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@Article{StarkESLSLACO:2015:LiCaLe,
               author = "Stark, Scott C. and Enquist, Brian J. and Saleska, Scott R. and 
                         Leitold, Veronika and Schietti, Juliana and Longo, Marcos and 
                         Alves, Luciana F. and Camargo, Plinio B. and Oliveira, Raimundo 
                         C.",
          affiliation = "{University of Arizona} and {University of Arizona} and 
                         {University of Arizona} and {Instituto Nacional de Pesquisas 
                         Espaciais (INPE)} and {Instituto Nacional de Pesquisas ~ da 
                         Amazonia (INPA)} and {Harvard University} and {Instituto 
                         Agronomico de Campinas (IAC)} and {Universidade de S{\~a}o Paulo 
                         (USP)} and {Embrapa Amaz{\^o}nia Oriental}",
                title = "Linking canopy leaf area and light environments with tree size 
                         distributions to explain Amazon forest demography",
              journal = "Ecology Letters",
                 year = "2015",
               volume = "18",
               number = "7",
                pages = "636--645",
                month = "July",
             keywords = "Amazon forest,canopy plasticity,canopy structure,forest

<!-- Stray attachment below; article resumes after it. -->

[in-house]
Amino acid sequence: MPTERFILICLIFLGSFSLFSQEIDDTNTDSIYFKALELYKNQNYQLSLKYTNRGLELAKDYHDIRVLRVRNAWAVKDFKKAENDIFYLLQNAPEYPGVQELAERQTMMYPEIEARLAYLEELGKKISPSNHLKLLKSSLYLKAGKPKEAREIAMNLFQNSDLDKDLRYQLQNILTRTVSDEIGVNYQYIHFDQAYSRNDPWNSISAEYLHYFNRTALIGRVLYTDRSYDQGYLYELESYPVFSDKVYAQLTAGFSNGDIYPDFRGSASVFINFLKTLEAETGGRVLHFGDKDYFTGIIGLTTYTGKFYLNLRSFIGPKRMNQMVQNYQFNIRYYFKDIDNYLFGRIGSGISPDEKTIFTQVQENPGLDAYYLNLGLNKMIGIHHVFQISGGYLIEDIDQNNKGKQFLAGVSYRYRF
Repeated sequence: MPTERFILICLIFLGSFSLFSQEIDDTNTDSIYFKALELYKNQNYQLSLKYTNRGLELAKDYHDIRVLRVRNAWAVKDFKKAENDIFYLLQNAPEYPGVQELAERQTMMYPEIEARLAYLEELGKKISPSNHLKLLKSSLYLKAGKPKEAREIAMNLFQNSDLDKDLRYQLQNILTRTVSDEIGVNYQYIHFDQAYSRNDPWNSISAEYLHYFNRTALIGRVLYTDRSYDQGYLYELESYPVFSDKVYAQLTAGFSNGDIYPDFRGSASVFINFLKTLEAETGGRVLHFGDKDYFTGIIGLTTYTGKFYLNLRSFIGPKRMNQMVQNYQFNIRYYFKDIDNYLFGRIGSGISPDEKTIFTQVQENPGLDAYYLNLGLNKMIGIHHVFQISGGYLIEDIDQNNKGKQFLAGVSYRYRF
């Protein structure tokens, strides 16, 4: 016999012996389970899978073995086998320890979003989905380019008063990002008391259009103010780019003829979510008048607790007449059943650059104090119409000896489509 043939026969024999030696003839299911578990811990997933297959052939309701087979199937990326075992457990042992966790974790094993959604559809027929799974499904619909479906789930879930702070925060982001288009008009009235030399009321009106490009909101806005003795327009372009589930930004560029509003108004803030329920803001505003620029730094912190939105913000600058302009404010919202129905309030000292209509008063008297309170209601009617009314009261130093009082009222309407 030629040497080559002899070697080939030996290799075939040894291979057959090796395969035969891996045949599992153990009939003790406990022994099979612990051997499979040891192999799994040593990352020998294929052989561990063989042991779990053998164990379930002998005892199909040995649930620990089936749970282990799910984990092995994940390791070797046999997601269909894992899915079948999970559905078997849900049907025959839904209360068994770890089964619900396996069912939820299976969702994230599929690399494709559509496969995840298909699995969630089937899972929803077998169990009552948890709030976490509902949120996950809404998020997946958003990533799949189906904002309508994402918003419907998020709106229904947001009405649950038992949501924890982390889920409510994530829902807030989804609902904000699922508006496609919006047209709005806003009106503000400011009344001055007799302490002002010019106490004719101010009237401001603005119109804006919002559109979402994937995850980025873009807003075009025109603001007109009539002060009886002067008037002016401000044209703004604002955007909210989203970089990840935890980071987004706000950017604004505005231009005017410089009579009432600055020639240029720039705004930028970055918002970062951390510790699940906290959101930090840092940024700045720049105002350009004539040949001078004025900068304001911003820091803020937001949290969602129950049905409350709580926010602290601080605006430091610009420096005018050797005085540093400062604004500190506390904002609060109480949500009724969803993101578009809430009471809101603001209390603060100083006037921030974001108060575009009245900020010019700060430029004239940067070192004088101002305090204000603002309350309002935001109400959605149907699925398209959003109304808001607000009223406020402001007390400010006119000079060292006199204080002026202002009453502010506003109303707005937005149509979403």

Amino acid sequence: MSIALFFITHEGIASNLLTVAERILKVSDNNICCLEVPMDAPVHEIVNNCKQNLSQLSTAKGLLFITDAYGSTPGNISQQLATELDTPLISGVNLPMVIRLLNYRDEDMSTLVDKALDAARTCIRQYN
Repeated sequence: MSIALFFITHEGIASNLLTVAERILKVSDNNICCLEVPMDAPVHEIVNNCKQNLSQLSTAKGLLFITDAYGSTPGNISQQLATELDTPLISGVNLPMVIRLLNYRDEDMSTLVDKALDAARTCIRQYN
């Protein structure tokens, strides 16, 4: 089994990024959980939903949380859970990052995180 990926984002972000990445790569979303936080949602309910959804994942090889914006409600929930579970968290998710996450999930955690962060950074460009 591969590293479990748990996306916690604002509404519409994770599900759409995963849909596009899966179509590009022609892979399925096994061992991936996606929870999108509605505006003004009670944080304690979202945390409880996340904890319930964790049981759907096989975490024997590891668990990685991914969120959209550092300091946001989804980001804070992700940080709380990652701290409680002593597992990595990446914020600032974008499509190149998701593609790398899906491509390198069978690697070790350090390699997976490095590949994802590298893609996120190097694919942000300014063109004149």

dynamics,leaf area profiles,LiDAR,light competition,metabolic 
                         scaling theory,remote sensing,tree demography.",
             abstract = "Forest biophysical structure the arrangement and frequency of 
                         leaves and stems emerges from growth, mortality and space filling 
                         dynamics, and may also influence those dynamics by structuring 
                         light environments. To investigate this interaction, we developed 
                         models that could use LiDAR remote sensing to link leaf area 
                         profiles with tree size distributions, comparing models which did 
                         not (metabolic scaling theory) and did allow light to influence 
                         this link. We found that a light environment-to-structure link was 
                         necessary to accurately simulate tree size distributions and 
                         canopy structure in two contrasting Amazon forests. Partitioning 
                         leaf area profiles into size-class components, we found that 
                         demographic rates were related to variation in light absorption, 
                         with mortality increasing relative to growth in higher light, 
                         consistent with a light environment feedback to size 
                         distributions. Combining LiDAR with models linking forest 
                         structure and demography offers a high-throughput approach to 
                         advance theory and investigate climate-relevant tropical forest 
                         change.",
                  doi = "10.1111/ele.12440",
                  url = "http://dx.doi.org/10.1111/ele.12440",
                 issn = "1461-023X",
             language = "en",
        urlaccessdate = "02 dez. 2020"
}


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